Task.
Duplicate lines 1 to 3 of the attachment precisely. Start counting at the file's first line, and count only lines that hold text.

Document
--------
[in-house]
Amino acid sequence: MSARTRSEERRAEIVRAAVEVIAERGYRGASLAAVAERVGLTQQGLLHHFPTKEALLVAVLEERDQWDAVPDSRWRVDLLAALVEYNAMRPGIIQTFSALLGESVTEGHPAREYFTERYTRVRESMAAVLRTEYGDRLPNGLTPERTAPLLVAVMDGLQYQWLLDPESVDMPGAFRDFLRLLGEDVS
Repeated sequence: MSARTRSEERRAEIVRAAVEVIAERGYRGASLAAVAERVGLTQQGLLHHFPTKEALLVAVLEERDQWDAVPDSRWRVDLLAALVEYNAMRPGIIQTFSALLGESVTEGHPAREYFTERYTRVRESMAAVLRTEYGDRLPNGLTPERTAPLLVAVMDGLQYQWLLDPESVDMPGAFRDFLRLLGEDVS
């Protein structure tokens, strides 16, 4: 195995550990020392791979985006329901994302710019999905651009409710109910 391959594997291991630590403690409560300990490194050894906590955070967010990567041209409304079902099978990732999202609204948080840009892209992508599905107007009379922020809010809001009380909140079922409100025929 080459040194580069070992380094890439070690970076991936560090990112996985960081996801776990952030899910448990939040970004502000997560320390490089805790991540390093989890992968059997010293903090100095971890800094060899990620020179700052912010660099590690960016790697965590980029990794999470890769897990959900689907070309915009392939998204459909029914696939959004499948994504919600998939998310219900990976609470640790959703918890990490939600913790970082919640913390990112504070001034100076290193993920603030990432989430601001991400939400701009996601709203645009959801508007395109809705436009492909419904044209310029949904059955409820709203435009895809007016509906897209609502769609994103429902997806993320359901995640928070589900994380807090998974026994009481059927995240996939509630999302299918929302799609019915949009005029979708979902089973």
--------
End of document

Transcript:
[in-house]
Amino acid sequence: MSARTRSEERRAEIVRAAVEVIAERGYRGASLAAVAERVGLTQQGLLHHFPTKEALLVAVLEERDQWDAVPDSRWRVDLLAALVEYNAMRPGIIQTFSALLGESVTEGHPAREYFTERYTRVRESMAAVLRTEYGDRLPNGLTPERTAPLLVAVMDGLQYQWLLDPESVDMPGAFRDFLRLLGEDVS
Repeated sequence: MSARTRSEERRAEIVRAAVEVIAERGYRGASLAAVAERVGLTQQGLLHHFPTKEALLVAVLEERDQWDAVPDSRWRVDLLAALVEYNAMRPGIIQTFSALLGESVTEGHPAREYFTERYTRVRESMAAVLRTEYGDRLPNGLTPERTAPLLVAVMDGLQYQWLLDPESVDMPGAFRDFLRLLGEDVS